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Document Review & Approval Process (Tips, Tools & Examples)

Oroson  by Oroson  May 21, 2021

We’ve created the ultimate guide for your document review and approval process. 

Here’s what you’ll find inside:

From the initial draft to the final approval, this guide will teach you how to streamline your process and become more efficient.

Let’s get started.

Table of Contents

5 Tips for an Effective Document Review and Approval Workflow

Tools to Help You Streamline Your Document Approval Process

Example of a Simple Document Review and Approval Process

Frequently Asked Questions (FAQs)


5 Tips for an Effective Document Review and Approval Workflow

Having a strong document management and approval process is going to help your team work smarter and faster. 

Whether you’re creating a document review and workflow from scratch or working around one that needs some attention and optimization, our tips for how to get the most out of your document sign-off procedures will keep team members on track and your projects and tasks on schedule. 

Tip #1: Have the right technology

Email attachments just don’t cut it anymore, it’s no secret.

There are a range of solutions available, mainly in the form of Software-as-a-Service (SaaS), that can help you track and manage all types of documents  like text, visuals, or videos, through your approval workflow. 

Using the right tools for the job at hand is essential so you can implement automations that can help your documents fly through to the approval phase and out to the client. 

Tip #2: Know your approvers

It’s likely that you’ll have a few different people who need to cast their eyes over any one document you have. 

Ask yourself, does everyone need to be involved at every approval stage? 

Can the client be left off the first couple of rounds of edits whilst your team get the first draft at a stage they’re happy with?

When you know what stage each reviewer is introduced, you need to manage their interactions with email notifications – a key part of any technology that you bring in.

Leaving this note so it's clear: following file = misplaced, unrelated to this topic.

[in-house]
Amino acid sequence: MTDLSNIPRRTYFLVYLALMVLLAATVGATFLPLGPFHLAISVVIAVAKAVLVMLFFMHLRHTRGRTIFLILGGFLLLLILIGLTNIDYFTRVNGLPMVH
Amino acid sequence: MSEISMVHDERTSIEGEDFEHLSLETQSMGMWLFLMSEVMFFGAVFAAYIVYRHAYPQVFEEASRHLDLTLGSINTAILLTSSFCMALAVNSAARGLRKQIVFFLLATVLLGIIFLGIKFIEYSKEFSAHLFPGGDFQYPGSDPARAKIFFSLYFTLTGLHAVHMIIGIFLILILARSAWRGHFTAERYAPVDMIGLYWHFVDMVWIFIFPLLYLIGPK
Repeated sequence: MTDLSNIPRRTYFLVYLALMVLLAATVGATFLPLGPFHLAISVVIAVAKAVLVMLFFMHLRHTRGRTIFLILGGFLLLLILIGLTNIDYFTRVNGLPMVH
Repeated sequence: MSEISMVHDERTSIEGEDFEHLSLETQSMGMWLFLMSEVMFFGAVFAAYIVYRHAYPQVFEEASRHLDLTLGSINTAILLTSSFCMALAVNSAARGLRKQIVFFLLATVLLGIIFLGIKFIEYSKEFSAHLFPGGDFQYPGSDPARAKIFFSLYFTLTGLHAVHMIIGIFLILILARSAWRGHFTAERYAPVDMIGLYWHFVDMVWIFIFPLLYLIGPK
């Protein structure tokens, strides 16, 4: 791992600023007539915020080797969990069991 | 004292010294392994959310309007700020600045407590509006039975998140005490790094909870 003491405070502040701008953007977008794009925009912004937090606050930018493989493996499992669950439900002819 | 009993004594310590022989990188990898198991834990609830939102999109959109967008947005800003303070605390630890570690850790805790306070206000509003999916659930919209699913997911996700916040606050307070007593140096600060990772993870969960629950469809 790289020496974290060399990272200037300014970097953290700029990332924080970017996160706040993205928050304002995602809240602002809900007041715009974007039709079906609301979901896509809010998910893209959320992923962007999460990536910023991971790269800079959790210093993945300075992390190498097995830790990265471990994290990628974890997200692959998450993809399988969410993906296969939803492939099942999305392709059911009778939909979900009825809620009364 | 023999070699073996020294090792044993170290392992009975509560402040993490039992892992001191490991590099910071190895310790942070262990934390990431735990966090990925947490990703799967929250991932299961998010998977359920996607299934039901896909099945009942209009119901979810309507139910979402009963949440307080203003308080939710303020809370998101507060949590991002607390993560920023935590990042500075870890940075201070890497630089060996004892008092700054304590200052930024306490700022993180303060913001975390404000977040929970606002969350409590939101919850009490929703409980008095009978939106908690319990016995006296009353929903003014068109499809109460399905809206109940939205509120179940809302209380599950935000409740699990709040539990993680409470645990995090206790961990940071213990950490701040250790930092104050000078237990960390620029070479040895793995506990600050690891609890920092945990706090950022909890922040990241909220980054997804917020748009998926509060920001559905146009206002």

Tip #3: Direct your feedback

Asking for feedback can be a minefield, so you need to direct it properly. 

In the feedback loop that we’ll look at shortly, there will be a few opportunities to invite your team to collaborate. 

If an element such as the colors are set and you only want feedback about the text, or you’ve nailed down the call-to-action but still want notes on the creative element – specify it. 

Opening different threads at each round of edits to ask the specific questions will keep notes targeted at the areas you want to focus on. 

Tip #4: Establish a common feedback language

We all work differently, even simple terms can mean different things to a copywriter and a graphic designer – think about how “add more light and shade” could work for both of these roles for example. 

Set out standards of feedback, such as requiring a solution to be suggested with every problem that gets highlighted. This will make implementing feedback easier and smoother for your team. 

Similarly, the idea of document approval or rejection can mean different things to people – does a rejection start the document workflow all over again, or will you simply go back to the previous iteration?